The shift toward evidence-based sexuality education is a move in the right direction, but it is currently shackled. Instead of the inflexible replication of a small number of programs, we should glean evidence-based strategies from these and other research findings and incorporate them into programs that meet the developmental and cultural needs of the youths we serve. In other words, we should use the evidence base to inform our approaches, rather than interpret the evidence so narrowly that we inhibit our ability to reach our intended goals by restricting implementation to faithful replication of a small number of programs.

To address some of these issues and to promote a more flexible and comprehensive approach, a group of leading education and public-health organizations, including ours, recently released the National Sexuality Education StandardsRequires Adobe Acrobat Reader, Core Content, and Skills Grades K–12. The standards provide nonbinding guidelines for the minimum content young people need to receive in sex education in kindergarten through 12th grade. They are based on scientific evidence, child and adolescent development, and learning theory, and outline the information and skills that research tells us students need to acquire by each grade. The standards do not preclude the use of evidence-based programs from the approved list, but they enable communities to go further, freeing them of the inflexibility of faithful replication and helping them identify additional core content and skills young people truly need.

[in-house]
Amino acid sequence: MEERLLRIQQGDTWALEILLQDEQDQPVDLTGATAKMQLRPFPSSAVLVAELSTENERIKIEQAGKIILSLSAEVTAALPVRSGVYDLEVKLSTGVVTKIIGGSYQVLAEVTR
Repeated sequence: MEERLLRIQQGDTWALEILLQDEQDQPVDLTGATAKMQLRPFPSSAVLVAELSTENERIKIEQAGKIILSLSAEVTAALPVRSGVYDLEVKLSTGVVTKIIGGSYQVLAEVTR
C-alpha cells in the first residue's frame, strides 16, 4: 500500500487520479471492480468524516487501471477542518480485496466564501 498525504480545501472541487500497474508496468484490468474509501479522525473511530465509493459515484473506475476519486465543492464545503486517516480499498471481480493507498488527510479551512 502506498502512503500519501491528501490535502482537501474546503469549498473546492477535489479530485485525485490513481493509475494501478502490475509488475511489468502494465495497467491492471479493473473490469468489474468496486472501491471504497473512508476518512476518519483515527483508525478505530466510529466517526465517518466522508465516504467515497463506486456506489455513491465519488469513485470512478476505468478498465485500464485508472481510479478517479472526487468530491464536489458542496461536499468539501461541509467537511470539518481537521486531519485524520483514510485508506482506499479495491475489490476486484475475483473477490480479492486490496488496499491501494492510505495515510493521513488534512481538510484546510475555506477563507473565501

Communities can construct developmentally appropriate curricula that are sequential, provide foundational information and skills in early grades, and build toward more complex concepts as students grow older. Lessons usually omitted in narrowly fashioned pregnancy- and disease-prevention programs, such as puberty, communication, body image, bullying, and healthy relationships, can be added as supplements to an evidence-based program, or communities can use the standards as guidance to create a new curriculum that incorporates evidence-based best practices and strategies.

The laser-like focus on the implementation of evidence-based programs with fidelity is a classic example of making the perfect the enemy of the possible. Specifically, the misguided emphasis on the faithful implementation of a small list of narrowly conceived teen-pregnancy and disease-prevention programs inhibits communities from meeting diverse educational, cultural, and developmental needs of young people. It is not enough for programs to include only abstinence and contraception or to help young people avoid unintended pregnancy or disease. Sexual health education must do more. It must provide young people with all of the information and skills necessary to become sexually healthy adults.

Vol. 31, Issue 30, Pages 26-27